Do not believe these claims — they are misinformed and dead wrong.
Whenever you set Screen Updating to False in your code, make certain to reset it to True.
when you want to display a dialog or a message box tothe user.
The following sentence will turn on the screen updating: Application.
There is a word that you can use with Application that will neutralise all the alerts that Excel can send your way.
Discover this word and many others that you can use in combination with Application in the downloadable course on Excel macros. As you can read: starting in cell A1 a value of "99" will be entered in the selected cell then the cursor will move one cell down to enter "99", repeat the process until the row number of the selected cell is 3000 and come back to cell A1.
Platforms; IT settings; UDFs; fatal errors occurring from unforeseen reasons (but they’d seem obvious after they happen when first unforeseen); the list goes on. I cannot tell you how many times in my work I’ve come across a potential bad outcome were the True setting not reset.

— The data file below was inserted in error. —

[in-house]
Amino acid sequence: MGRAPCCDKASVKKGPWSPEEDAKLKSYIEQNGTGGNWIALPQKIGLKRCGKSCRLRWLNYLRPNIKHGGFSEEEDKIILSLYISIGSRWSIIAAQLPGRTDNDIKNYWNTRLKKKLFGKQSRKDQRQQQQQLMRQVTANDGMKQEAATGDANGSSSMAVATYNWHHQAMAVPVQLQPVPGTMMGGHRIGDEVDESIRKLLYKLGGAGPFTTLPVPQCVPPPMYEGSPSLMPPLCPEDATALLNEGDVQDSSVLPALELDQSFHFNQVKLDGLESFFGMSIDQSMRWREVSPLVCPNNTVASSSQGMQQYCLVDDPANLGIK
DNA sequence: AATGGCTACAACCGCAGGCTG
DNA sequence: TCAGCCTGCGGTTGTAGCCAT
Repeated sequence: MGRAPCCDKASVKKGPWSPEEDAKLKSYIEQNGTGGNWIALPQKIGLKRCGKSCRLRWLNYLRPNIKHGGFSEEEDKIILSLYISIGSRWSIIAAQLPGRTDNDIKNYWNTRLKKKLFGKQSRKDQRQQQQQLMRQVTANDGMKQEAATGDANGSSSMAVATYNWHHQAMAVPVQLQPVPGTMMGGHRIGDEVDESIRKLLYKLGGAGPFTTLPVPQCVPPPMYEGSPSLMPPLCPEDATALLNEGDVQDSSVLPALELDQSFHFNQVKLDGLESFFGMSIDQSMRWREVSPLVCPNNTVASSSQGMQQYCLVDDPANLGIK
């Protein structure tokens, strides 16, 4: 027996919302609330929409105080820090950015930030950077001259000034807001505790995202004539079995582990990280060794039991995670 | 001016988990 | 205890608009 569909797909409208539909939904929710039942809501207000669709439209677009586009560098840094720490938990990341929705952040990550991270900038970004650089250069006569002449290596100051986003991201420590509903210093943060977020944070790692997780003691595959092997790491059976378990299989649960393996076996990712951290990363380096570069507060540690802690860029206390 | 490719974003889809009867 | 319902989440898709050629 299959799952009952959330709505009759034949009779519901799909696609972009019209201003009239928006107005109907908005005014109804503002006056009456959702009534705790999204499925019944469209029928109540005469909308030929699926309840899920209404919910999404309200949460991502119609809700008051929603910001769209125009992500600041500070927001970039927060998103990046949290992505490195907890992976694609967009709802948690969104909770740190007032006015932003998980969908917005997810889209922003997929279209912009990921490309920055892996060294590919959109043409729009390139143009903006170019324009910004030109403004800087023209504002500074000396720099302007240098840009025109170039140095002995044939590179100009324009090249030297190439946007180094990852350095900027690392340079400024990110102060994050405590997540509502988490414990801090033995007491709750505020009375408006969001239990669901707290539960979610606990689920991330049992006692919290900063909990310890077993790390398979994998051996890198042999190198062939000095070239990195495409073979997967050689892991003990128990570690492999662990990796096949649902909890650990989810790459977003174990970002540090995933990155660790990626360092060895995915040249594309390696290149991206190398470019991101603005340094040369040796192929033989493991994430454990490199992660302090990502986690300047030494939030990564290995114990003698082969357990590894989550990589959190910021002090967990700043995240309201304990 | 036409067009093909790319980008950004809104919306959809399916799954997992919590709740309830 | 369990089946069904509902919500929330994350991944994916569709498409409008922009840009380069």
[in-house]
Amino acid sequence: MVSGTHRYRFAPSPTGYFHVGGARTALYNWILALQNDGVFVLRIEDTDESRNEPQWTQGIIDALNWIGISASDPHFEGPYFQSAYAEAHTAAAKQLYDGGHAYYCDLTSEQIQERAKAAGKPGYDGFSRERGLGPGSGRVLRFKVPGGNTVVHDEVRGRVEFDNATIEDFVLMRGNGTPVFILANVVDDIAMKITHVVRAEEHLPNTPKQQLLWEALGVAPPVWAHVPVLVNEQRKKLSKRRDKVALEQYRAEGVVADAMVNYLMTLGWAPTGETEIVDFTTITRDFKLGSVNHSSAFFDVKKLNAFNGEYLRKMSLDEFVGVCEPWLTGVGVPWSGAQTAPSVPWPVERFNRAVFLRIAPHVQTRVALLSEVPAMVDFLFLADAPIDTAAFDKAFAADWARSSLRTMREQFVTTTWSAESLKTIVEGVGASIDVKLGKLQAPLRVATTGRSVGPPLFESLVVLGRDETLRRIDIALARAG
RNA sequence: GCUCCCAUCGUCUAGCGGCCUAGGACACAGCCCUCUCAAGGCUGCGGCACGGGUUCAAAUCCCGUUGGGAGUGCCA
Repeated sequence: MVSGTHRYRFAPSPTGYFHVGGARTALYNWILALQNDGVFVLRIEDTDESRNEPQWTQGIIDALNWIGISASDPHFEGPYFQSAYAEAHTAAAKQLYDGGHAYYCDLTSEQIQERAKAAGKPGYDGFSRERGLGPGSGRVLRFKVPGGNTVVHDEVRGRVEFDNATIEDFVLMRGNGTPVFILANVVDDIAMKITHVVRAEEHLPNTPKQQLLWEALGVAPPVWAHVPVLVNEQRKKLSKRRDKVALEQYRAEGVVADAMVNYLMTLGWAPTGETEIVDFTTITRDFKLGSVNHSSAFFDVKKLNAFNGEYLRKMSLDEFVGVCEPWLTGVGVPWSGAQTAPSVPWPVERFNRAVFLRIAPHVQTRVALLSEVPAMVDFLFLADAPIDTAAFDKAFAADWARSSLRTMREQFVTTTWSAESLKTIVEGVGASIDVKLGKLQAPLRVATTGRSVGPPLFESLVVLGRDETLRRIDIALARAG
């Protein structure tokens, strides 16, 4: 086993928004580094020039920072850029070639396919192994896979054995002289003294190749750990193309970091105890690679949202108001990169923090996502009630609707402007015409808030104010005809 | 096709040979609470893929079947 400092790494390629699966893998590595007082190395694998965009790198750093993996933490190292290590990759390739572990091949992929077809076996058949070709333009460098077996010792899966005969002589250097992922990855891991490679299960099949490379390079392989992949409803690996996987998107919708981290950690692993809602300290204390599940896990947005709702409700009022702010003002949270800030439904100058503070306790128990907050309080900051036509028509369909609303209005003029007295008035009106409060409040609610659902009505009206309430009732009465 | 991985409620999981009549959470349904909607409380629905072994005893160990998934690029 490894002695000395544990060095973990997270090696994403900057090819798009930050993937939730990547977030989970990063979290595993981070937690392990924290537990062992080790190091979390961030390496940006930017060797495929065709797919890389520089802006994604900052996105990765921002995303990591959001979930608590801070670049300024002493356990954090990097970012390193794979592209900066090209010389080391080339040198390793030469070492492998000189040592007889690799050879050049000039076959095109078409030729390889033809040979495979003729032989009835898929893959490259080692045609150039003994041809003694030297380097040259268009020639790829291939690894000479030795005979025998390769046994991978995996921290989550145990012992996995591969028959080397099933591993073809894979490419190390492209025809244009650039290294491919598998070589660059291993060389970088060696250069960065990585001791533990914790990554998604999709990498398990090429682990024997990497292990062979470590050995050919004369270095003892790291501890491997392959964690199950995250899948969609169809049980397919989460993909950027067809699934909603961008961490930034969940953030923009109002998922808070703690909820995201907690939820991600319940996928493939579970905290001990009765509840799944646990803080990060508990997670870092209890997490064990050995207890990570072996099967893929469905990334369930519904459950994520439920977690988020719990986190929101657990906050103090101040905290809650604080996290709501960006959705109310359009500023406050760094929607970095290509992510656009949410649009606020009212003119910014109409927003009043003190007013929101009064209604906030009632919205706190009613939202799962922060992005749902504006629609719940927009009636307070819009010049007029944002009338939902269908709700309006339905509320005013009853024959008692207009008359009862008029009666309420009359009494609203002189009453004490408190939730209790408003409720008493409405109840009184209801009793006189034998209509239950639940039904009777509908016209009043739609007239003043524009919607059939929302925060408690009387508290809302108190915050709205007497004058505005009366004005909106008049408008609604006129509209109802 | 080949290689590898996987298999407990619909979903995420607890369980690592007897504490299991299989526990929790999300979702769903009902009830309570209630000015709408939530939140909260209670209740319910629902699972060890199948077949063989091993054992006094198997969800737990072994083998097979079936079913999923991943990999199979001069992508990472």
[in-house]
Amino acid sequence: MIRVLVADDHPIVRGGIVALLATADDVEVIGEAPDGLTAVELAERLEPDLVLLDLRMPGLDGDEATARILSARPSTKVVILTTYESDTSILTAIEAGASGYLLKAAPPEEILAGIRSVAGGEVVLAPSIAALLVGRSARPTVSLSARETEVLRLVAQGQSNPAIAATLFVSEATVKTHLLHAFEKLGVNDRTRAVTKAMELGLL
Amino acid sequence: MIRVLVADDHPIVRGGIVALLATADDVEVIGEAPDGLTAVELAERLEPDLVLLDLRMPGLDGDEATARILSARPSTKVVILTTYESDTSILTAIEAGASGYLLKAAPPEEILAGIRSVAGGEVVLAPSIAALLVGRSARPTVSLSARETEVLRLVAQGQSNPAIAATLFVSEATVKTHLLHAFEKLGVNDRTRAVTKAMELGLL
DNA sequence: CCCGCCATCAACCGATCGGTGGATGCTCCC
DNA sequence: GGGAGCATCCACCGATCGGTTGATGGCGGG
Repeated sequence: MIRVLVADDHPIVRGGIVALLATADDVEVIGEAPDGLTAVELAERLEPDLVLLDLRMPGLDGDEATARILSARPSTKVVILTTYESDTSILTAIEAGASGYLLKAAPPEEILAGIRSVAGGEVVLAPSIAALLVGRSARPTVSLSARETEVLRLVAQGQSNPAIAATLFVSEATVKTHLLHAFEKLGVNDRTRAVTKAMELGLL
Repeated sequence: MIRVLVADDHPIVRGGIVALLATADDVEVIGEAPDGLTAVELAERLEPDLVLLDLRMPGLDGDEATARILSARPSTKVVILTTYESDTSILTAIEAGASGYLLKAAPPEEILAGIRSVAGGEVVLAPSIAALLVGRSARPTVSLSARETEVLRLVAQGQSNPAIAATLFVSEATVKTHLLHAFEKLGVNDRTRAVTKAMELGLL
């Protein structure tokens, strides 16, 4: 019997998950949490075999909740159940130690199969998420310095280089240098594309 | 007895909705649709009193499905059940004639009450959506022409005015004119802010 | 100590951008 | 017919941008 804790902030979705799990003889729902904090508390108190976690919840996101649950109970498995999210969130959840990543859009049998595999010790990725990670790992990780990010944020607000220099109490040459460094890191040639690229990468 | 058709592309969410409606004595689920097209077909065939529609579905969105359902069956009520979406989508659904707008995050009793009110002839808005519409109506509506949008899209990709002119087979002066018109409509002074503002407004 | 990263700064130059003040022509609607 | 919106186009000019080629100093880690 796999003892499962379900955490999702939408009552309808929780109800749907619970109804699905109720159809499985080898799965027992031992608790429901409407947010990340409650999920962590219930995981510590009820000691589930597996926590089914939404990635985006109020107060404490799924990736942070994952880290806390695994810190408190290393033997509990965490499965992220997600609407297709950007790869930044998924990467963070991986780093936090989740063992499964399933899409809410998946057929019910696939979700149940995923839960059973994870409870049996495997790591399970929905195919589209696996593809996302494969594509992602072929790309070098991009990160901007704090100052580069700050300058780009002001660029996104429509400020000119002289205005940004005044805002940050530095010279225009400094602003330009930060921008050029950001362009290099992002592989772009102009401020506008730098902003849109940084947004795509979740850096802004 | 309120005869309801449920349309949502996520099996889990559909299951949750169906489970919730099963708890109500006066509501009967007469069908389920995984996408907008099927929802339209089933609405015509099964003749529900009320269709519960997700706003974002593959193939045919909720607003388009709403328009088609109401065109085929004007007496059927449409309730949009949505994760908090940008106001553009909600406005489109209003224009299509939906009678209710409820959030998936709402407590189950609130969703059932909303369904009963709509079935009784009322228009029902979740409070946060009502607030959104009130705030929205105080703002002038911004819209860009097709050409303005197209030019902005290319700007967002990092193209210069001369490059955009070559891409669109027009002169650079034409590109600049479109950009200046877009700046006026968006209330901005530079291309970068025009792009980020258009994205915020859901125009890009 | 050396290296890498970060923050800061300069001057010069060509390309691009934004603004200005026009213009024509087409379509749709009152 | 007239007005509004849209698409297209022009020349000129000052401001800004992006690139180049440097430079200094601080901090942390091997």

You can also download a zip-compressed spreadsheet with the examples.It bears mentioning in this case that the message boxes give that wild effect if you drag them while Screen Updating is False, very sloppy, all the more reason to set things back to normal as you go. Screen Updating = True Msg Box "Screen Updating is on." Range("A1: A3"). Screen Updating Three End Sub Sub Three() Range("A3").Value = "Three" Msg Box "Screen Updating is " & Application.It will automatically turn onwhen the macro is finished.Sometimes you want to turn on the screen updating afteryou have turned it off, e.g.Future versions of Excel will invariably support new, or stop supporting existing, VBA methods and properties, so it’s an unnecessary risk to not reset Screen Updating.